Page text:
The Isle of Mull has some stunning coastline and breath taking scenery to enjoy and on bright sunny days can be as beautiful as any further flung tropical destination. Even when severe weather blows in Mull can be a great place to embrace the elements. Mull, Iona and Ulva have a multitude of secluded/sheltered spots for bouts of harsh conditions. Getting wet couldn’t be easier.

Beaches around Mull are absolutely stunning and serve up many different personalities depending on what weather’s on offer. White stretches of sand, bubble gum blue water, rocky ledges and outcrops, mountains, caves and rolling greenery; what more could you ask for from a kayaking location.

One beach that’s particularly good for picnics and stop offs is Traigh Gheal, on the backside of the island, which during calm periods is a wonderful and secluded bay. It’s a bit of jaunt to get there as you’ll probably have to walk with your boat through the Tireegan Nature Reserve, but it’s definitely worth it and one the highlights of Mull. Other beaches included Kintra, Calgary Bay, Laggan Sands and Market Bay.

Uisken Beach is one of the most popular and boasts a shimmering shell sand expanse with views out to Colonsay and the Paps of Jura. The Uisken Beach Games are held every August with games and art activities for all ages. Uisken is also fantastic for bird watching.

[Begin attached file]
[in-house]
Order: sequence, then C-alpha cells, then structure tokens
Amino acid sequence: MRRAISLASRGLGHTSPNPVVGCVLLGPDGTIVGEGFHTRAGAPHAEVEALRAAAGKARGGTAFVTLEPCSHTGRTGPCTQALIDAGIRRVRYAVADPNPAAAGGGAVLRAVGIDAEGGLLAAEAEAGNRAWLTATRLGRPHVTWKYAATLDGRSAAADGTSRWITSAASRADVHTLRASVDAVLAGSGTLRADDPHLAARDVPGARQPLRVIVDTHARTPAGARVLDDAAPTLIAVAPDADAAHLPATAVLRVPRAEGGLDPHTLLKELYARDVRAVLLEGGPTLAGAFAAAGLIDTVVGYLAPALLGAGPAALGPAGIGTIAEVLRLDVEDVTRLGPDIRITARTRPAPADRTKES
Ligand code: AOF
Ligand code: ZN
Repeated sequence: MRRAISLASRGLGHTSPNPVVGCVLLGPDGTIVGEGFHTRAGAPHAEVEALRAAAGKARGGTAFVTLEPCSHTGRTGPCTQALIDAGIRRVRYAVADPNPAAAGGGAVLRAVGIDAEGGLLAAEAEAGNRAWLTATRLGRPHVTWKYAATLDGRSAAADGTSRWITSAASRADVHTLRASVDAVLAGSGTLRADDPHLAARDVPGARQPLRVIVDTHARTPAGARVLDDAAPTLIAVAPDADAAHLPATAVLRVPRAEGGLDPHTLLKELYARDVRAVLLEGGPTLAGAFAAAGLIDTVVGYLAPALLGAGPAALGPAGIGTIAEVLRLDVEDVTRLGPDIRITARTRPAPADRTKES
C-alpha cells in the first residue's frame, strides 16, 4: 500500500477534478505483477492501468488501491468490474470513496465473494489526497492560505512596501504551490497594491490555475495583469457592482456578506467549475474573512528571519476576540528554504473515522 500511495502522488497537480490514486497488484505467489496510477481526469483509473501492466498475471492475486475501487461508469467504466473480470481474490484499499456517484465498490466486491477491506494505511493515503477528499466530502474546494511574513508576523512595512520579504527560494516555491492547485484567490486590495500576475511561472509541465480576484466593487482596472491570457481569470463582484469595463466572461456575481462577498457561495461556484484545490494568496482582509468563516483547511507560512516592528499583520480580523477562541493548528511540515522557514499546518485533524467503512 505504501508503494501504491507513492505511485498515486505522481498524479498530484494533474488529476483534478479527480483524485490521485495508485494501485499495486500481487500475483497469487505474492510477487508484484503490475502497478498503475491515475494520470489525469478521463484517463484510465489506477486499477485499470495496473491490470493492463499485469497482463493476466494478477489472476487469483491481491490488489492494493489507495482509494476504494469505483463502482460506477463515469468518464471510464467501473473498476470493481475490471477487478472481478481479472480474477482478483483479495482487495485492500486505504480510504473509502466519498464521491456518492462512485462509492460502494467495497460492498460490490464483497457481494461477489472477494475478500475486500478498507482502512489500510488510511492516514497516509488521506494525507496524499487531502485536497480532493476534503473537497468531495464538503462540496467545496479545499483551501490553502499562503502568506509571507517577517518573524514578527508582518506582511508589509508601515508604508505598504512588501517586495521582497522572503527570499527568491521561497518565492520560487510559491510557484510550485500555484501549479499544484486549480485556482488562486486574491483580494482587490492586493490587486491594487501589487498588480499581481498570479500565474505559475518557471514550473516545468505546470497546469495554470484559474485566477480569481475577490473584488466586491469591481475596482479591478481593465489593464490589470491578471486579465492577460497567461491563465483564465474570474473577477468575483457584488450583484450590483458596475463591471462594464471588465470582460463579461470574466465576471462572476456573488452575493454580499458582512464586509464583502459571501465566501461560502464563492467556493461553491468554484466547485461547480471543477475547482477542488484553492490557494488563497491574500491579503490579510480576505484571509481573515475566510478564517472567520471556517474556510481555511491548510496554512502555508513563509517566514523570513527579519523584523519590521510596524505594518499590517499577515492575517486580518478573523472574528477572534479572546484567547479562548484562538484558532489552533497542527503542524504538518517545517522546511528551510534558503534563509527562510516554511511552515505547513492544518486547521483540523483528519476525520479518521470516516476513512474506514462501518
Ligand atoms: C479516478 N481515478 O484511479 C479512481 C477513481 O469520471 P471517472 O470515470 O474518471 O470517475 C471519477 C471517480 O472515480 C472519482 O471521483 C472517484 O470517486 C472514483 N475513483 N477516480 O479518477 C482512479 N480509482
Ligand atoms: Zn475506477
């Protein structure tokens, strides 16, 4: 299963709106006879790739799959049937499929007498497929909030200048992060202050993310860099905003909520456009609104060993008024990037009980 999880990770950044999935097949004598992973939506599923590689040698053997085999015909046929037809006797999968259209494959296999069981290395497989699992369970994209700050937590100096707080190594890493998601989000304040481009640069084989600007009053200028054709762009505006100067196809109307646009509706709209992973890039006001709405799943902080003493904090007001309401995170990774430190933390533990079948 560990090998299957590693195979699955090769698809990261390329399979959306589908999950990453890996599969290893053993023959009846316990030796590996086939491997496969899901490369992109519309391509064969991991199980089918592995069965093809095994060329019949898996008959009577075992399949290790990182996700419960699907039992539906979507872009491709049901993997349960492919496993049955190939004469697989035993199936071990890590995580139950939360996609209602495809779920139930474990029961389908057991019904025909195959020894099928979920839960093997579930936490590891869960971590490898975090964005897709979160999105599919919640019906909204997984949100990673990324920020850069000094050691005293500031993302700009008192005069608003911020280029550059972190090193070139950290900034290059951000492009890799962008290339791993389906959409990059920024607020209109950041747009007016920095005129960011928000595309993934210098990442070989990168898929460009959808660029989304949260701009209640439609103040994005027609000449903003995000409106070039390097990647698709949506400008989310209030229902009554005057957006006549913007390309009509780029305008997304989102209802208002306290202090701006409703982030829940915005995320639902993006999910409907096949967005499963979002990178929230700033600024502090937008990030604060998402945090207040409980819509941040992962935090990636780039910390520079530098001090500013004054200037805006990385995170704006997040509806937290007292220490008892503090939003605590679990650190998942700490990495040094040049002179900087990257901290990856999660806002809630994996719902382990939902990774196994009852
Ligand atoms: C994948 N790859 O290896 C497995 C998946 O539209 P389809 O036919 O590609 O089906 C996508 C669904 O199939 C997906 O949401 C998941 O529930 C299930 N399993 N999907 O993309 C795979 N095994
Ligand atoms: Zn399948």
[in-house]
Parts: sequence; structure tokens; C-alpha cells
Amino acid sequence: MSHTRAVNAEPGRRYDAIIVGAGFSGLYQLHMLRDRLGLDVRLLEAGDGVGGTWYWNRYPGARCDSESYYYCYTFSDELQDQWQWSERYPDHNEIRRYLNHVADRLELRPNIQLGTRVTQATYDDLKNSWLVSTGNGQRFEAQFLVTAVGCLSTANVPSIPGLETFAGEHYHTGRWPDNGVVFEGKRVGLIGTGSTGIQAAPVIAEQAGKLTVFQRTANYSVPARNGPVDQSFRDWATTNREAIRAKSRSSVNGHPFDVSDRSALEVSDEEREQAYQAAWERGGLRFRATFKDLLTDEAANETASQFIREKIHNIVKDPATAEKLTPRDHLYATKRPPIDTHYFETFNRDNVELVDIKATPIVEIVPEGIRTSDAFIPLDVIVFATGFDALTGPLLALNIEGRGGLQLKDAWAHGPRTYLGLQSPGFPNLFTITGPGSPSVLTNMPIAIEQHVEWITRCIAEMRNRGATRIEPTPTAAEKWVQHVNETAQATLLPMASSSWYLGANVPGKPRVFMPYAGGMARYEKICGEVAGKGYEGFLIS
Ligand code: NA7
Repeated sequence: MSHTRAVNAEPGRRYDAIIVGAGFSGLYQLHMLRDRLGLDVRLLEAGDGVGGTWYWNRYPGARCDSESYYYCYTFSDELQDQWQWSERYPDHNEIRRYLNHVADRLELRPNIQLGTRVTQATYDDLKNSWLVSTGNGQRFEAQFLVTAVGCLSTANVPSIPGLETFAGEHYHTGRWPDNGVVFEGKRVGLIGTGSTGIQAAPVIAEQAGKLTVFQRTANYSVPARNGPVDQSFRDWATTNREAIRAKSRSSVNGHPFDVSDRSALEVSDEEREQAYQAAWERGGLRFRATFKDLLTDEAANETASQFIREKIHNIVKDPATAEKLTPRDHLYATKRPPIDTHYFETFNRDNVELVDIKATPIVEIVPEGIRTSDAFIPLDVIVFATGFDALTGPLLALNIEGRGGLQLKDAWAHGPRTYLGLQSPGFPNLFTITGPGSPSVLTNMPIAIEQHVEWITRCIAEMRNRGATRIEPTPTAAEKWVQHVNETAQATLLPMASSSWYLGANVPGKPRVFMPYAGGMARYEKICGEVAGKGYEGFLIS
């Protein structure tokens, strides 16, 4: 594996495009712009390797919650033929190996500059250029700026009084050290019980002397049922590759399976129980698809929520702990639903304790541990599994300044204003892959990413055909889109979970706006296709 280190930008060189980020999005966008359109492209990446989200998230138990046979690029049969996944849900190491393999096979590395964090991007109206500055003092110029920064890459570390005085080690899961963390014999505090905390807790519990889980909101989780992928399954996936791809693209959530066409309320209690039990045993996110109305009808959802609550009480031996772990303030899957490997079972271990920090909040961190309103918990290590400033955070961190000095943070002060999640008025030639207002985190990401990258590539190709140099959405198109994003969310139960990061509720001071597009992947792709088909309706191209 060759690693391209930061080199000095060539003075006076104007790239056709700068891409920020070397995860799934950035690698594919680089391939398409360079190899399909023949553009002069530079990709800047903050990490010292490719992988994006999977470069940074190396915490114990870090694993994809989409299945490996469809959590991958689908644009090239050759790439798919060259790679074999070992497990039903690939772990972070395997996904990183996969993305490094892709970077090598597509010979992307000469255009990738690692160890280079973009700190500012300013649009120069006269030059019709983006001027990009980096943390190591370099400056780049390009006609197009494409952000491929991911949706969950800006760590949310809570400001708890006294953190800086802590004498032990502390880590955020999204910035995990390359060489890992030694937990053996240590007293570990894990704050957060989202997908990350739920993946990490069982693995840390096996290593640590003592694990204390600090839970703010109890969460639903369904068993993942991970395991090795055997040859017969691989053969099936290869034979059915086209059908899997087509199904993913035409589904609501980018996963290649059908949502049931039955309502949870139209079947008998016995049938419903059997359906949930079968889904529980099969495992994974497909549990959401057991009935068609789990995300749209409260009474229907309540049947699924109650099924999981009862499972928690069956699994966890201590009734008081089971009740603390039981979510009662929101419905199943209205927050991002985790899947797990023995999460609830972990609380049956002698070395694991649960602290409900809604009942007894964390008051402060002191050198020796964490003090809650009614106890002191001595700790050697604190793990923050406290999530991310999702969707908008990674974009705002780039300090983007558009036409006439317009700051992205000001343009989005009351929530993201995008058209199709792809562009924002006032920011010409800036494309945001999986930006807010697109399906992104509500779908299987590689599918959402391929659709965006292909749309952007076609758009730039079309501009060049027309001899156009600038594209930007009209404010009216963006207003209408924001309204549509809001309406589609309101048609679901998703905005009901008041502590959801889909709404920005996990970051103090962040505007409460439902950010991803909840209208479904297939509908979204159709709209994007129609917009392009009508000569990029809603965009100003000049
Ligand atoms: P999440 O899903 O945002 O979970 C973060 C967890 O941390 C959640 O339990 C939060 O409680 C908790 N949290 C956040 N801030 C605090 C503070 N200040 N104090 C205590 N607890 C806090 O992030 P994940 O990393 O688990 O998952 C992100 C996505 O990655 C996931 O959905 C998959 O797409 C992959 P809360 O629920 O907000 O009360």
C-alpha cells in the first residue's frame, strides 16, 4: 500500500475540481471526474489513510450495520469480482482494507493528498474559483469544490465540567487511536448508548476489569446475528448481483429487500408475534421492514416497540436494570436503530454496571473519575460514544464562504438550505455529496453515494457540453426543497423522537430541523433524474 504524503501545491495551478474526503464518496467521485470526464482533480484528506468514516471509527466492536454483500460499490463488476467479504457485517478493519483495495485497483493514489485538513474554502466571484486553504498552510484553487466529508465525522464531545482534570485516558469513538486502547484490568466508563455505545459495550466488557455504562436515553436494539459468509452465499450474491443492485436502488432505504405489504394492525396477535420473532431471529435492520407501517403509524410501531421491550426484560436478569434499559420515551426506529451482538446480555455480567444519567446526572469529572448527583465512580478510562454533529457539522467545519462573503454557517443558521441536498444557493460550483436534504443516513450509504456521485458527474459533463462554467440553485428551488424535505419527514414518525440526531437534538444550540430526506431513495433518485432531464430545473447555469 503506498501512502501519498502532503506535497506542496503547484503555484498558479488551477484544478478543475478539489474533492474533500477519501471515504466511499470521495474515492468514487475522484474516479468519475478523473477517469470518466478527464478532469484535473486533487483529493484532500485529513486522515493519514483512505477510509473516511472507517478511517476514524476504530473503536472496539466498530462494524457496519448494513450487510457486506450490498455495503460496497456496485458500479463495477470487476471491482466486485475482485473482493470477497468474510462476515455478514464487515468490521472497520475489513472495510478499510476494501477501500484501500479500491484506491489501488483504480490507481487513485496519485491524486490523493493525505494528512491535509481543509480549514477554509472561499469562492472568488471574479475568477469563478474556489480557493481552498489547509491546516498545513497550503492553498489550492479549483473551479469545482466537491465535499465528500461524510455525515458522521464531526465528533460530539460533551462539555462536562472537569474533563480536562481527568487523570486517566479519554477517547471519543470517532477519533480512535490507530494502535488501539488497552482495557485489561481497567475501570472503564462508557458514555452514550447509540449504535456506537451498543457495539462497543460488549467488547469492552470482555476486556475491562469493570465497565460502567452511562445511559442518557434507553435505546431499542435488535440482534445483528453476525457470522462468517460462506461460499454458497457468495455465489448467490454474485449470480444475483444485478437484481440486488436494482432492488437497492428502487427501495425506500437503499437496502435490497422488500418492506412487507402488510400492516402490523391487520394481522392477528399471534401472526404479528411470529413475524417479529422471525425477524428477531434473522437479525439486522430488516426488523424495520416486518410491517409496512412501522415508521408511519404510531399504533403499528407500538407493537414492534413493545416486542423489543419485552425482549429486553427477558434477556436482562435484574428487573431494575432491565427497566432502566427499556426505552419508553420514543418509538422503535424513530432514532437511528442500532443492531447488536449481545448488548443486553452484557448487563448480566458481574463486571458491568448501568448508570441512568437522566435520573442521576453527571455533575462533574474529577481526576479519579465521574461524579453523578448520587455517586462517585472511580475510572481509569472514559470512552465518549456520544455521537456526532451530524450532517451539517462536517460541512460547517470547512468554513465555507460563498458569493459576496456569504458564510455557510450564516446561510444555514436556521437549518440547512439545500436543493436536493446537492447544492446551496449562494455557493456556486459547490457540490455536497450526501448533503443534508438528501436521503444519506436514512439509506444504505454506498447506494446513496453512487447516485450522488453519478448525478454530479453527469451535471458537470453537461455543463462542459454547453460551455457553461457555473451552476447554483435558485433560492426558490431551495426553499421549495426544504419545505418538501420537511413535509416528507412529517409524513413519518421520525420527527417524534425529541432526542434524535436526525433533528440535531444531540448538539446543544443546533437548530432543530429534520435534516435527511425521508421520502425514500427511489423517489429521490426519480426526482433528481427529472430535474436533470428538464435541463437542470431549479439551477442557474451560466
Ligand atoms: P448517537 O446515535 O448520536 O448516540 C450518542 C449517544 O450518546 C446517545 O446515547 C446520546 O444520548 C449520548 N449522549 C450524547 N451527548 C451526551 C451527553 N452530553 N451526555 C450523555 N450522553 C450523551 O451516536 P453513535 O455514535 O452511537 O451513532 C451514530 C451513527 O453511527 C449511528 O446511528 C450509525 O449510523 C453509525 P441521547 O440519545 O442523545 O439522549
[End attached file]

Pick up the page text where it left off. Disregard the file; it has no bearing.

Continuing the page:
Getting to the beach is easy enough by car which lies just beyond Bunessan. Follow the directions you’ll eventually come across the car park which is directly behind the sands. An awesome place for paddling, relaxing, walking and enjoying this part of the world.

How to get there:

Head for Fionnphort on the Ross of Mull. Turn left in Bunessan and Uisken is about 2 miles south.

Facilities:

There’s a car park at Uisken and toilet facilities but that’s about it.

Hazards:

Tides, currents, harsh weather and general coastal hazards are all worth making note of wherever you put in on Mull.

Ins and Outs:

Tides, currents, harsh weather and general coastal hazards are all worth making note of wherever you put in on Mull.

Notes:

The Isle of Mull is fantastic for those who love the outdoors, wildlife and immersing themselves in nature. The kayaking options are great but not the only reason for visiting.

Overview:

Boasting over 300 miles of rugged coastline the Isle of Mull is a tranquil wilderness that offers peaceful relaxation and is a beautiful base for a Highland holiday. Easy to get around and with a plethora of different put in points Mull is a great paddling destination. High peaks, tumbling burns, dramatic views, wildlife, history and atmosphere – it’s all here.

Mull is famous for its sea life; Minke Whale, Basking Sharks, Dolphin, Seals, Orcas and Puffins all visit Mull’s shoreline. What better way to observe this than from a kayak? White-tailed Eagles, Golden Eagles, Corncrakes, Otters, Red Deer and Fallow Deer can also be seen regularly. Wildlife spotting is par for the course on Mull with plenty of photo opportunities – if you’re quick!

Choosing to visit Mull you’ll also have access to its smaller sibling of Ulva and Iona – also stunning locations in their own right. Paddling across the straits that separate these islands is a wonderful experience – just make sure you get it right with tides and weather.

Location:

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